written by Robert Deutsch CTA *
At its most fundamental, superannuation is all about money being set aside throughout one’s working life so as to provide an adequate level of funding for one’s retirement. For many Australians, the superannuation nest egg is usually the second largest asset they will ever hold — the largest being the family home.
One would have thought that the idea that a fund could be set aside for each and every Australian to provide for their retirement funding would not be a complicated process and would not lead to convoluted legislation. How wrong one can be!
A key objective of a tax system is simplicity and yet, in the context of superannuation, we are as far away from that objective as ever.
In my opinion, our political masters, both past and present, should hang their collective heads in shame at the appalling state in which we now find superannuation. For the average person, the concepts that underpin superannuation are complex, abstract and basically beyond understanding.
It is no answer to say that you shouldn’t worry about all that because, for most of you, none of it matters. The noise that emanates from the media regarding concepts such as the $1.6m cap (times two), concessional and non-concessional contributions, limited recourse borrowing arrangements, commutable and non-commutable pensions and the like generally scares the average punter into thinking that superannuation is not for them.
However, nothing could be further from the truth and the reality is that it is quite absurd how little attention is paid by the average Australian to their superannuation. Every Australian needs to make the time and the effort to look after what could and should be their second largest asset.
How could this be fixed?
We need to focus our attention on what is important in the context of superannuation and this calls for a system with some basic simple underpinnings, as follows:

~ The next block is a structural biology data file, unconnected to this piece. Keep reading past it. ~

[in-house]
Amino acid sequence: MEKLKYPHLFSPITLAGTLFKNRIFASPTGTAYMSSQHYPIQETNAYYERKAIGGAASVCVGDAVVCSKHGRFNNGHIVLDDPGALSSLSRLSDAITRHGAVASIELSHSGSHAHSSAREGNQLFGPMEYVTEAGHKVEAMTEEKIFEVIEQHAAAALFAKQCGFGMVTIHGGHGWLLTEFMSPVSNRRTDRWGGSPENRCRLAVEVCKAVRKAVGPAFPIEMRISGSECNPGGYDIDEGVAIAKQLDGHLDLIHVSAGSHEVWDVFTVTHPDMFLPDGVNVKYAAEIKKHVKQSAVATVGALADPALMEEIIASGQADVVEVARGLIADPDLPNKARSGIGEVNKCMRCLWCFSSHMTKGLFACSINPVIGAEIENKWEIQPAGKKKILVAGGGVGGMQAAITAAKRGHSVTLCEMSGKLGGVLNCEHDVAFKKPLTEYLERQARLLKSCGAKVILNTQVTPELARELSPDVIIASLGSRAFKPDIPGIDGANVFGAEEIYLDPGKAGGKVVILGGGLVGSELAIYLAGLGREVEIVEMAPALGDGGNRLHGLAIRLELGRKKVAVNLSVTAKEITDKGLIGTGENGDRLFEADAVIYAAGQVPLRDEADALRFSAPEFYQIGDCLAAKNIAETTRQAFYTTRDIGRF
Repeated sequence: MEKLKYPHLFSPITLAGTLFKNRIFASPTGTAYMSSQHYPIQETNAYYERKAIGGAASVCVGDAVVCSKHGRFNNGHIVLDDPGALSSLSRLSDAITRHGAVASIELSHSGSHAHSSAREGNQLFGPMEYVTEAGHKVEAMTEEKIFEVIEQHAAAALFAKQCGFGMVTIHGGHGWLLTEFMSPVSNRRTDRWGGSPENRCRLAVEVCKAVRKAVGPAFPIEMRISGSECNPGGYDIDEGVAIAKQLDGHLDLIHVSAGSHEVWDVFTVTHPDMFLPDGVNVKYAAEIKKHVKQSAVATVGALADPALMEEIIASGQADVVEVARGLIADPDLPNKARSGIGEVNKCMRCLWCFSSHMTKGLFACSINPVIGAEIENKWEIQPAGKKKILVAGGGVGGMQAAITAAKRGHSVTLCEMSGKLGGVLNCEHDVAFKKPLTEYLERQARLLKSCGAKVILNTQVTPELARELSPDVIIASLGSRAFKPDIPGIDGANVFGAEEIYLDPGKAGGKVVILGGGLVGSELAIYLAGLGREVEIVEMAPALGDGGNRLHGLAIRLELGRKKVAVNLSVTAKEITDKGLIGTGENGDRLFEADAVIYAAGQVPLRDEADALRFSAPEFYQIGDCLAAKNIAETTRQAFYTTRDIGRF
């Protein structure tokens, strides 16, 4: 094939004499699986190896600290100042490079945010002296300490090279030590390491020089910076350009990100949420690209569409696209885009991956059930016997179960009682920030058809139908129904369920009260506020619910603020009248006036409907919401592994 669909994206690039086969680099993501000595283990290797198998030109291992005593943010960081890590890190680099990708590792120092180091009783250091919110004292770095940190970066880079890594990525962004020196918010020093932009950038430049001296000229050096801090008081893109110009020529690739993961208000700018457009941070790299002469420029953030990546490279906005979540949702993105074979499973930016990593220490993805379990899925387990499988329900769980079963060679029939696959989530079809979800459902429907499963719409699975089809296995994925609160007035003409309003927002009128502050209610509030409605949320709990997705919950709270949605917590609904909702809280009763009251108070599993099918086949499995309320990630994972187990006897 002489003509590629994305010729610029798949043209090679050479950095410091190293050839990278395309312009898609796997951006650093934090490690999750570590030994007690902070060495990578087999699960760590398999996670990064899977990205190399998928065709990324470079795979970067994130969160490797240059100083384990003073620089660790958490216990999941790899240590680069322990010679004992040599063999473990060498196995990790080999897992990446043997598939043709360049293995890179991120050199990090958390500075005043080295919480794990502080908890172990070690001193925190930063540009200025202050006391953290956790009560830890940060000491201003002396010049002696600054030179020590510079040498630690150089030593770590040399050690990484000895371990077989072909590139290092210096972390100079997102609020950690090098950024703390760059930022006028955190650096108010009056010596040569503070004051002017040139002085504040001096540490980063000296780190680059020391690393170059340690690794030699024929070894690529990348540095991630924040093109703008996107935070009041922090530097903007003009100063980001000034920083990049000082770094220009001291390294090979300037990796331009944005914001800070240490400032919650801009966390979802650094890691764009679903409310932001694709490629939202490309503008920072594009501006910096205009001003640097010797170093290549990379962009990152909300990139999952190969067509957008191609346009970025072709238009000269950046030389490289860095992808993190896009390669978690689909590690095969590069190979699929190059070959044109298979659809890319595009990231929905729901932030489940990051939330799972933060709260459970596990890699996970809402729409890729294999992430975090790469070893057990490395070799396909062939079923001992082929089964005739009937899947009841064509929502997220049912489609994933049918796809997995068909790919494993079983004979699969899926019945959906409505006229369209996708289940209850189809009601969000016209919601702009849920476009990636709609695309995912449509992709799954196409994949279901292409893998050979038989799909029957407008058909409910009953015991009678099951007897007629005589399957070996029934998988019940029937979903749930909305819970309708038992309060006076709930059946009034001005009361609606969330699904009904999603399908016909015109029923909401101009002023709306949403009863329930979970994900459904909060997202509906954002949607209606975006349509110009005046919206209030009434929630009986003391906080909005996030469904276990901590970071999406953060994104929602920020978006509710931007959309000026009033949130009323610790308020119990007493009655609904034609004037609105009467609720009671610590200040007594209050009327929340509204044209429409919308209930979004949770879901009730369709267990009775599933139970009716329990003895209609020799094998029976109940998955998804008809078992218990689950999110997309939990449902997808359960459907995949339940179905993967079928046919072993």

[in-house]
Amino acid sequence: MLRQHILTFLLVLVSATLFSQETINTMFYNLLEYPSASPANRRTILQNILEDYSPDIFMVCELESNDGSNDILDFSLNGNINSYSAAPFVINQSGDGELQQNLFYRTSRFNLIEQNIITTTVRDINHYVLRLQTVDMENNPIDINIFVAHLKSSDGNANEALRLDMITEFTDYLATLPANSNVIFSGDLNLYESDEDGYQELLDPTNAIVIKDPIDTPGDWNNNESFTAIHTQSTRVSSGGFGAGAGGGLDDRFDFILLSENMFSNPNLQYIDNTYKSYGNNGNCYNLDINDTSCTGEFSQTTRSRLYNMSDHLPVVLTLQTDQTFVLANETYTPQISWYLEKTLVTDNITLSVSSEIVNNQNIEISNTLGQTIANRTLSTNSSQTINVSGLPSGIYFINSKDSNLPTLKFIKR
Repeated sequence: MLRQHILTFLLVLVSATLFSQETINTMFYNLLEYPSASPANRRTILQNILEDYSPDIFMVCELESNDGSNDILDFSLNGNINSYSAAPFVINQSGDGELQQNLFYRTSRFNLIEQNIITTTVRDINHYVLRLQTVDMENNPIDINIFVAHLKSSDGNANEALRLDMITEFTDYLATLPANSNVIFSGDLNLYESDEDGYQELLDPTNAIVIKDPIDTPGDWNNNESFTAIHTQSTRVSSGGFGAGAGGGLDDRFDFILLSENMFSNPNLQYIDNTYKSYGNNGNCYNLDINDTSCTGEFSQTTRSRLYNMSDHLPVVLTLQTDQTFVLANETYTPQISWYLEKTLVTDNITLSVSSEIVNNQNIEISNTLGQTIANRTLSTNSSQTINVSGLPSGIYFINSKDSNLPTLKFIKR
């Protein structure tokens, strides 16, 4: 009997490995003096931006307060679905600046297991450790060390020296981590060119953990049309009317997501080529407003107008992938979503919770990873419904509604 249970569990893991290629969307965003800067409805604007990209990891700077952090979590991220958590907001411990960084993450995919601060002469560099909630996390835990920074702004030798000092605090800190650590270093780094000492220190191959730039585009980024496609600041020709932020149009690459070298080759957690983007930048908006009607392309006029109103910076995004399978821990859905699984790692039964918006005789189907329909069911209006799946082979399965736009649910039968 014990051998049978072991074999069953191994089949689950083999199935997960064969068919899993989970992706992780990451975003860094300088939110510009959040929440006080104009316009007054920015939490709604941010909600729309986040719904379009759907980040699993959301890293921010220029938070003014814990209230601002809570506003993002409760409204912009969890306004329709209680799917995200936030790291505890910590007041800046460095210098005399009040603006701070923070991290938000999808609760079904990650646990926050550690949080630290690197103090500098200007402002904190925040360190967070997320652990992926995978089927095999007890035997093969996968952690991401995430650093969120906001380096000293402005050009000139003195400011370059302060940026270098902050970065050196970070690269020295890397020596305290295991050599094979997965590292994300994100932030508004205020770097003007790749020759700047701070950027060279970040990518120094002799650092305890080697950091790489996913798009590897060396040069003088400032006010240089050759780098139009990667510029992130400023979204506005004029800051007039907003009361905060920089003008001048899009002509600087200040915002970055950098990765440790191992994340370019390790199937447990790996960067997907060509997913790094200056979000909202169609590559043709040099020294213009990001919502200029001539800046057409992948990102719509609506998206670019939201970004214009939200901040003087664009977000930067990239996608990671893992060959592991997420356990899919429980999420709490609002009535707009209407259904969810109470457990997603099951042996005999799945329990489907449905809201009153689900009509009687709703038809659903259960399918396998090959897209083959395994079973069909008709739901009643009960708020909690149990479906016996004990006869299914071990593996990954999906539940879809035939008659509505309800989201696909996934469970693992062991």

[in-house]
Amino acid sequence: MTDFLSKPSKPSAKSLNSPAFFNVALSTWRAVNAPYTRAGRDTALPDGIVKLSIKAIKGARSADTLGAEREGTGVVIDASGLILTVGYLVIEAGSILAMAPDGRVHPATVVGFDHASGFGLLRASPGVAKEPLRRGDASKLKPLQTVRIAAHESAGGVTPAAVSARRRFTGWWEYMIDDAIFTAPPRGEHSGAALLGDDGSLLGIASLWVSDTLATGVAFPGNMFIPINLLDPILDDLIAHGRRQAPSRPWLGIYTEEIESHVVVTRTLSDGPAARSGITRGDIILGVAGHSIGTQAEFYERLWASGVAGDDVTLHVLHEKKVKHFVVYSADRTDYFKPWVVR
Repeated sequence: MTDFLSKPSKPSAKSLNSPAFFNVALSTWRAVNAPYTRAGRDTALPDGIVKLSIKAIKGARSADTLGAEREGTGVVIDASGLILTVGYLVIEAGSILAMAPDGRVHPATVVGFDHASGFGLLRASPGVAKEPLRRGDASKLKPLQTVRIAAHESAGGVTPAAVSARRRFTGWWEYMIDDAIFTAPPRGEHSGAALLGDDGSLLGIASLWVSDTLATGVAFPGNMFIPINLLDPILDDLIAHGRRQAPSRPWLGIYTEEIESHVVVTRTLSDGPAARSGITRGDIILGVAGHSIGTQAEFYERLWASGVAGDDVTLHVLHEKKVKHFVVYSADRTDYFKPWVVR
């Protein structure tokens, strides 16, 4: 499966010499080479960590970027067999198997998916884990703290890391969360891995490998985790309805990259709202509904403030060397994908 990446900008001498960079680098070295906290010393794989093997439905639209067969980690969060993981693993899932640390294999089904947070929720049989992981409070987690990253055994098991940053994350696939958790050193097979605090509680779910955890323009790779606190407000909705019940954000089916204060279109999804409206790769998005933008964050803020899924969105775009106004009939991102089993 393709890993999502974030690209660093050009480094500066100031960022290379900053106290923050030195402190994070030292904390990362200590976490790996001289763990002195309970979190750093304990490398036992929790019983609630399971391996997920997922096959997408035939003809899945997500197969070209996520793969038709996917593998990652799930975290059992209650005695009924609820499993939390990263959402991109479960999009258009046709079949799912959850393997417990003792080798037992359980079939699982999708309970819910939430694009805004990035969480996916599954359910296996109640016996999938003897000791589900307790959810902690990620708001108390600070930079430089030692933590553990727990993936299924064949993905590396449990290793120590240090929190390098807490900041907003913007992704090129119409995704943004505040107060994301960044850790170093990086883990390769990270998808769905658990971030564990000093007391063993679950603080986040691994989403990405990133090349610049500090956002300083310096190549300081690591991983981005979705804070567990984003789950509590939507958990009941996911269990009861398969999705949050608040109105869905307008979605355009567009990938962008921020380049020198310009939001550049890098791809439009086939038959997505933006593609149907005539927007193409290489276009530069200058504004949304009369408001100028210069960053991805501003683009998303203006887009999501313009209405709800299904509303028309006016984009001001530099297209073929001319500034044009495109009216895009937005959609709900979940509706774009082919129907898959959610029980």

- All superannuation is about accumulating funds for retirement — all funds would be accumulation funds. Defined benefit funds would cease to exist.
- Mandatory deductible contributions must be made for each employee at 15% of salary per person per year capped at $25,000 per year per person. Non-employees must contribute at the same rate based on “occupational income”.
- A further contribution should be allowed for each and every individual of $50,000 per person on a non-deductible basis.
- The deductible contributions would be taxed on receipt by the fund at a 15% flat rate. Non-deductible contributions would not be taxed in the fund.
- All earnings within the fund (e.g. interest, rent, dividends) would be taxed at a 15% flat rate.
- From the age of 65, funds can be withdrawn tax-free each year from superannuation by way of a pension up to 10% of the balance held at the beginning of the year. That pension payment would be tax-free to the recipient.
- On reaching the age of 80, the balance that is then in the fund can be freely dealt with.
- Contributions, both deductible and non-deductible, can be made within the limits specified above up to the age of 75, irrespective of whether the person is working or sitting idly all day sipping coffee.
- Subject to the next point, any withdrawal from superannuation prior to the age of 65 would be taxed at the top marginal rate. Between the age of 65 and 80, any withdrawal in excess of the pension amount specified above would be taxed at the top marginal rate.
- Special circumstances of hardship would be considered so as to allow for withdrawals either before the age of 65, or withdrawals above the allowed pension amount where aged between 65 and 80.
- Limited recourse borrowing arrangements would be expressly prohibited. There would be no arrangements for first home buyers to access superannuation, and no arrangements to allow additional contributions for aged “downsizers”. I am very firmly of the view that superannuation is for the purposes of superannuation — that is, providing retirement incomes for Australians. This should not be tinkered with, in any way. If there is concern about access to the housing market, this should be addressed by methods that do not tinker with what is otherwise available within the constructs of superannuation.
If we stick to these principles, we get a simple outcome for all: 15% on the way in, 15% on the way around, and 0% on the way out. And it could all be done within the parameters of a legislative framework that is simple, concise and readily understandable.
* Robert Deutsch is The Tax Institute’s Senior Tax Counsel. This article was first published in the February 2018 issue of the Institute’s member-only journal, Taxation in Australia.